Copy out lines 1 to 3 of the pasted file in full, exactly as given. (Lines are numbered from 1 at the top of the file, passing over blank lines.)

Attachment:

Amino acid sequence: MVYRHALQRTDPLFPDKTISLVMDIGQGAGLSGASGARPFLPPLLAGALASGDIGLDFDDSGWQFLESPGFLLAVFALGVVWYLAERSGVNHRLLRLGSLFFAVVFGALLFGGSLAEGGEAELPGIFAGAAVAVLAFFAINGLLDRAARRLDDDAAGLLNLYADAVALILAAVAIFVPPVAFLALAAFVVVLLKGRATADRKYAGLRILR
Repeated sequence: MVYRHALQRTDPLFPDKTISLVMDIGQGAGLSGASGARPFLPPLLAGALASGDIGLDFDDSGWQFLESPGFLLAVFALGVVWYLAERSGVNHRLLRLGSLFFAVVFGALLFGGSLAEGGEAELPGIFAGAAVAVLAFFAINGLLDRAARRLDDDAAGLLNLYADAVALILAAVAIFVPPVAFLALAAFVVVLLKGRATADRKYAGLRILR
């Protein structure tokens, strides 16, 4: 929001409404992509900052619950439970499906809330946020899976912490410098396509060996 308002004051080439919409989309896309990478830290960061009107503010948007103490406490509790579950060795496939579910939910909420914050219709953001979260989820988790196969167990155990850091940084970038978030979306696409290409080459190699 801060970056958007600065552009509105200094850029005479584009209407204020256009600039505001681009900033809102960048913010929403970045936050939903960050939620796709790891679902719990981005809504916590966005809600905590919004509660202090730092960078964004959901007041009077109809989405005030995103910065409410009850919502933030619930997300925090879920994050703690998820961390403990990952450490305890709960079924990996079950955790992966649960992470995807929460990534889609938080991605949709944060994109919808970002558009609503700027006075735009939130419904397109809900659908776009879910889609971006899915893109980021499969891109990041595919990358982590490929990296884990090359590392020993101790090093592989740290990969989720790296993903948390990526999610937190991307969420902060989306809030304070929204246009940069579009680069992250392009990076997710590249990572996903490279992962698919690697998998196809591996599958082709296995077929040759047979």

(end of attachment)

Amino acid sequence: MVYRHALQRTDPLFPDKTISLVMDIGQGAGLSGASGARPFLPPLLAGALASGDIGLDFDDSGWQFLESPGFLLAVFALGVVWYLAERSGVNHRLLRLGSLFFAVVFGALLFGGSLAEGGEAELPGIFAGAAVAVLAFFAINGLLDRAARRLDDDAAGLLNLYADAVALILAAVAIFVPPVAFLALAAFVVVLLKGRATADRKYAGLRILR
Repeated sequence: MVYRHALQRTDPLFPDKTISLVMDIGQGAGLSGASGARPFLPPLLAGALASGDIGLDFDDSGWQFLESPGFLLAVFALGVVWYLAERSGVNHRLLRLGSLFFAVVFGALLFGGSLAEGGEAELPGIFAGAAVAVLAFFAINGLLDRAARRLDDDAAGLLNLYADAVALILAAVAIFVPPVAFLALAAFVVVLLKGRATADRKYAGLRILR
């Protein structure tokens, strides 16, 4: 929001409404992509900052619950439970499906809330946020899976912490410098396509060996 308002004051080439919409989309896309990478830290960061009107503010948007103490406490509790579950060795496939579910939910909420914050219709953001979260989820988790196969167990155990850091940084970038978030979306696409290409080459190699 801060970056958007600065552009509105200094850029005479584009209407204020256009600039505001681009900033809102960048913010929403970045936050939903960050939620796709790891679902719990981005809504916590966005809600905590919004509660202090730092960078964004959901007041009077109809989405005030995103910065409410009850919502933030619930997300925090879920994050703690998820961390403990990952450490305890709960079924990996079950955790992966649960992470995807929460990534889609938080991605949709944060994109919808970002558009609503700027006075735009939130419904397109809900659908776009879910889609971006899915893109980021499969891109990041595919990358982590490929990296884990090359590392020993101790090093592989740290990969989720790296993903948390990526999610937190991307969420902060989306809030304070929204246009940069579009680069992250392009990076997710590249990572996903490279992962698919690697998998196809591996599958082709296995077929040759047979």